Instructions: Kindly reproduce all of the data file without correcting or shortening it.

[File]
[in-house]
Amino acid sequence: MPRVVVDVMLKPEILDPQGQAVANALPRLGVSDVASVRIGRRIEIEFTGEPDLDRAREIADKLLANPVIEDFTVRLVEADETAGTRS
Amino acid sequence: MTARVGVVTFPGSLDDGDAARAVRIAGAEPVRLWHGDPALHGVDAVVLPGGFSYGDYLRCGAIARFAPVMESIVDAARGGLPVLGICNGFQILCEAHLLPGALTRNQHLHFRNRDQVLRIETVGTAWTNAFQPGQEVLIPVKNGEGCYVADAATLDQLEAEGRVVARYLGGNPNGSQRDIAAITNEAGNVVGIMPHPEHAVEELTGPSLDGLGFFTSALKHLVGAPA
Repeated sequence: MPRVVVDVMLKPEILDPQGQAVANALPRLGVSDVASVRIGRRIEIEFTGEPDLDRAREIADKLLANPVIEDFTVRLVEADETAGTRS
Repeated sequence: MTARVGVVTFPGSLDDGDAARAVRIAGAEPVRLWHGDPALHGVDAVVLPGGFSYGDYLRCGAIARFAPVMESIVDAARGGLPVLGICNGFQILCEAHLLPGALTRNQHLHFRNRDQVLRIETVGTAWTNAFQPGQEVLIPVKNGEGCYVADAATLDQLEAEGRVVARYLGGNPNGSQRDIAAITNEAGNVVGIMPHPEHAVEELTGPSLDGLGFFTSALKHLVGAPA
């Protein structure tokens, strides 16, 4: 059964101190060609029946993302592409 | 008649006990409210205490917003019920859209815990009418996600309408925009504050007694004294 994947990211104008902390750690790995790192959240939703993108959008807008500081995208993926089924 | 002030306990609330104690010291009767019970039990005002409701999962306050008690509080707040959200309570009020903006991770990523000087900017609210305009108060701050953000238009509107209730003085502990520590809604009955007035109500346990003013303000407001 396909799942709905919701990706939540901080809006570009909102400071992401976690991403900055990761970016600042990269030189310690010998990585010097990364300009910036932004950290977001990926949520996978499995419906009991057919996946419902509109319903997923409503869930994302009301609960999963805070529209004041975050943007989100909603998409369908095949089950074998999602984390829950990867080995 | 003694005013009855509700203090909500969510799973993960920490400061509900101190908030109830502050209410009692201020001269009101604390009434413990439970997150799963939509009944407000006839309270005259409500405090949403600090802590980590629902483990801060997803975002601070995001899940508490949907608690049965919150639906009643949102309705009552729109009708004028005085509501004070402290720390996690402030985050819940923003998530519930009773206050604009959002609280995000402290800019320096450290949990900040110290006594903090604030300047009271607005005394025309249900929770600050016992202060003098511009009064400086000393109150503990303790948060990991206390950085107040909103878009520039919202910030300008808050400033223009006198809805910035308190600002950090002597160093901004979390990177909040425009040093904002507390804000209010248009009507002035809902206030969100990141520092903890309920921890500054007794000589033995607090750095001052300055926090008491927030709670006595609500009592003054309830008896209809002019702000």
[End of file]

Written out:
[in-house]
Amino acid sequence: MPRVVVDVMLKPEILDPQGQAVANALPRLGVSDVASVRIGRRIEIEFTGEPDLDRAREIADKLLANPVIEDFTVRLVEADETAGTRS
Amino acid sequence: MTARVGVVTFPGSLDDGDAARAVRIAGAEPVRLWHGDPALHGVDAVVLPGGFSYGDYLRCGAIARFAPVMESIVDAARGGLPVLGICNGFQILCEAHLLPGALTRNQHLHFRNRDQVLRIETVGTAWTNAFQPGQEVLIPVKNGEGCYVADAATLDQLEAEGRVVARYLGGNPNGSQRDIAAITNEAGNVVGIMPHPEHAVEELTGPSLDGLGFFTSALKHLVGAPA
Repeated sequence: MPRVVVDVMLKPEILDPQGQAVANALPRLGVSDVASVRIGRRIEIEFTGEPDLDRAREIADKLLANPVIEDFTVRLVEADETAGTRS
Repeated sequence: MTARVGVVTFPGSLDDGDAARAVRIAGAEPVRLWHGDPALHGVDAVVLPGGFSYGDYLRCGAIARFAPVMESIVDAARGGLPVLGICNGFQILCEAHLLPGALTRNQHLHFRNRDQVLRIETVGTAWTNAFQPGQEVLIPVKNGEGCYVADAATLDQLEAEGRVVARYLGGNPNGSQRDIAAITNEAGNVVGIMPHPEHAVEELTGPSLDGLGFFTSALKHLVGAPA
């Protein structure tokens, strides 16, 4: 059964101190060609029946993302592409 | 008649006990409210205490917003019920859209815990009418996600309408925009504050007694004294 994947990211104008902390750690790995790192959240939703993108959008807008500081995208993926089924 | 002030306990609330104690010291009767019970039990005002409701999962306050008690509080707040959200309570009020903006991770990523000087900017609210305009108060701050953000238009509107209730003085502990520590809604009955007035109500346990003013303000407001 396909799942709905919701990706939540901080809006570009909102400071992401976690991403900055990761970016600042990269030189310690010998990585010097990364300009910036932004950290977001990926949520996978499995419906009991057919996946419902509109319903997923409503869930994302009301609960999963805070529209004041975050943007989100909603998409369908095949089950074998999602984390829950990867080995 | 003694005013009855509700203090909500969510799973993960920490400061509900101190908030109830502050209410009692201020001269009101604390009434413990439970997150799963939509009944407000006839309270005259409500405090949403600090802590980590629902483990801060997803975002601070995001899940508490949907608690049965919150639906009643949102309705009552729109009708004028005085509501004070402290720390996690402030985050819940923003998530519930009773206050604009959002609280995000402290800019320096450290949990900040110290006594903090604030300047009271607005005394025309249900929770600050016992202060003098511009009064400086000393109150503990303790948060990991206390950085107040909103878009520039919202910030300008808050400033223009006198809805910035308190600002950090002597160093901004979390990177909040425009040093904002507390804000209010248009009507002035809902206030969100990141520092903890309920921890500054007794000589033995607090750095001052300055926090008491927030709670006595609500009592003054309830008896209809002019702000």